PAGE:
• Tiffany Bale

Crew led action on climate change: How a UK crew collective are making waves…



As we slowly emerge from the lockdown fog, is now the time to hope for a better workplace? To call a spade a spade, the last few months have been abysmal for a lot of people working in the film industry, but perhaps Cut It offers a glimmer of hope. Working away quietly in the background throughout lockdown this small group of crew have been growing in numbers and spreading the word about the film industry’s less than stellar green credentials.


Formed back in January 2020 with a couple of DOPs and camera crew, Cut It was born out of the pressing need to do something to stop the impending climate crisis. Cut It works on a simple logic: if we are trying to follow ‘green’ measures in our personal lives, then why aren’t we following them in our professional lives? This goes far beyond getting rid of single-use plastic bottles on set - Cut It has the bigger picture in mind. They’re questioning how much diesel is going into generators on location, the energy source that is keeping the studio lights on, and why are crew driving for miles and miles to reach a location that is nowhere near where they live.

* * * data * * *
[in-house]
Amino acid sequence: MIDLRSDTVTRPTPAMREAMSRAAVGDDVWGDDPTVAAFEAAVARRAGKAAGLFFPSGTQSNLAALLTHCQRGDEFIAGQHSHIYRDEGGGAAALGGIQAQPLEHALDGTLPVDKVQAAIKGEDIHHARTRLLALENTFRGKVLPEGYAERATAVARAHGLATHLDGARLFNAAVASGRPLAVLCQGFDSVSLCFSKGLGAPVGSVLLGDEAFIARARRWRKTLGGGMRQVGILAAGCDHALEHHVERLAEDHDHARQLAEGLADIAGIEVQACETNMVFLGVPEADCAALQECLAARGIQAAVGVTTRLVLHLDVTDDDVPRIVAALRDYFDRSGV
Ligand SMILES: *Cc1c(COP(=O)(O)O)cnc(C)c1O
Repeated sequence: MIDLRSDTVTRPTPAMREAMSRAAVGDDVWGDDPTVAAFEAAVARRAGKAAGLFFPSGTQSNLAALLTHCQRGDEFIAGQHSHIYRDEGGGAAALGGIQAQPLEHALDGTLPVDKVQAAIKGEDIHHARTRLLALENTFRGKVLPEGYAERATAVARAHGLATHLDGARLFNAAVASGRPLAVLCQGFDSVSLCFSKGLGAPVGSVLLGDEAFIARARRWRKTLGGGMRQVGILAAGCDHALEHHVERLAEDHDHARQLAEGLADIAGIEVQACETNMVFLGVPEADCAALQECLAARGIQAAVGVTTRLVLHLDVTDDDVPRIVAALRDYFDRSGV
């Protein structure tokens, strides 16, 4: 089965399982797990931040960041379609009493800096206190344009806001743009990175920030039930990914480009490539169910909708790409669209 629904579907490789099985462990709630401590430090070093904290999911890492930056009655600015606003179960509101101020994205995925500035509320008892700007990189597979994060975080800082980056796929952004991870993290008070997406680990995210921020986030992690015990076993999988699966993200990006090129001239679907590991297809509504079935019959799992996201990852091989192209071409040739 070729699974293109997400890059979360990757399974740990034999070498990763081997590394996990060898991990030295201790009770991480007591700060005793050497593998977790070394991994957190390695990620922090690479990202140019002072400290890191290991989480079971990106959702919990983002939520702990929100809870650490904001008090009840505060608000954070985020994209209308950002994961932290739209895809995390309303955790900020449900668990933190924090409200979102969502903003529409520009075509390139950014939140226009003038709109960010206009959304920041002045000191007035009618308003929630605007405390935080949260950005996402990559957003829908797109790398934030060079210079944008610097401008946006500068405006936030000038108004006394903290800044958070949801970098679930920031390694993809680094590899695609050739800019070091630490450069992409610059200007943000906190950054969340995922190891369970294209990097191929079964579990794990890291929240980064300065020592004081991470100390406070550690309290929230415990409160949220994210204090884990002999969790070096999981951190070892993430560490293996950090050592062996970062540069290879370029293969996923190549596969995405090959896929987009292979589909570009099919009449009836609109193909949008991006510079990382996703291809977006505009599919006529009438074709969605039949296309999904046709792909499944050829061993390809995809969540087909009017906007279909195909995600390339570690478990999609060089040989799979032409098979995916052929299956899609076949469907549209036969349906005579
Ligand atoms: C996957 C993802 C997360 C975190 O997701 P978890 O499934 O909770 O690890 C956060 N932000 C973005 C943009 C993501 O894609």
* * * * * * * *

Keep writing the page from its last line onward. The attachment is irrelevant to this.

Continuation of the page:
Their ask seems rational: environmental training for crew, talking to studios about their energy suppliers, creating local databases to promote local hires, and encouraging crew to carpool. But nor are they blind to the extremely precarious position that the industry now finds itself in. In an industry with deep-seated inequalities, an impending mental health crisis and the crucial need to change its attitude toward race, is the climate one ask too far? The crew of Cut It don’t think so. They’re asking for negotiated change; working with BECTU and producers to form a ‘Green Agreement’, a contractual add-on for HOD contracts similar to an inclusion rider.


Cut It seems to find itself between a rock and a hard place: the impending climate crisis that we are fast running out of time to stop, and an industry only just getting back on its feet that is facing so many other systemic problems. Over the past few months, we’ve seen thousands of UK film and TV freelancers excluded from the government’s support schemes. In our precarious industry, where crew are becoming increasingly disenfranchised and silenced for fear of losing the next job, crew have a voice in Cut It. In the itinerant world of freelance film production, the crew are the infrastructure. Yes, the odds seem heavily stacked against them, but they’re pushing. Because ultimately, if you don’t ask, you don’t get.

You can check out Cut It at cutit.org.uk or join their introductory Zoom every Monday at 8pm BST.


(Photo credit @ shutterstock)

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